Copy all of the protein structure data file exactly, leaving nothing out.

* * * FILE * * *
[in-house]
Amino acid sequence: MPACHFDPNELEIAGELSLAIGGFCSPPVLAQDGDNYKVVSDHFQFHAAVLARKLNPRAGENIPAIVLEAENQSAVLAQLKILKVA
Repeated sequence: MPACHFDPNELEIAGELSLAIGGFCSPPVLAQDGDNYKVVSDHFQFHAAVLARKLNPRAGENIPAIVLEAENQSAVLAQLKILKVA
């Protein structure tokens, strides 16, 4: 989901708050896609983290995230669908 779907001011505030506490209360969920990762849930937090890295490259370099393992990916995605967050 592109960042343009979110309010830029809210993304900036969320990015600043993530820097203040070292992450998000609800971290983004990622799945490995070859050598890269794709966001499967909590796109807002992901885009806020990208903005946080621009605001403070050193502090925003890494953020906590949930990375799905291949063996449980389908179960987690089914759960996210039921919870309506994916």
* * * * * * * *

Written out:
[in-house]
Amino acid sequence: MPACHFDPNELEIAGELSLAIGGFCSPPVLAQDGDNYKVVSDHFQFHAAVLARKLNPRAGENIPAIVLEAENQSAVLAQLKILKVA
Repeated sequence: MPACHFDPNELEIAGELSLAIGGFCSPPVLAQDGDNYKVVSDHFQFHAAVLARKLNPRAGENIPAIVLEAENQSAVLAQLKILKVA
């Protein structure tokens, strides 16, 4: 989901708050896609983290995230669908 779907001011505030506490209360969920990762849930937090890295490259370099393992990916995605967050 592109960042343009979110309010830029809210993304900036969320990015600043993530820097203040070292992450998000609800971290983004990622799945490995070859050598890269794709966001499967909590796109807002992901885009806020990208903005946080621009605001403070050193502090925003890494953020906590949930990375799905291949063996449980389908179960987690089914759960996210039921919870309506994916």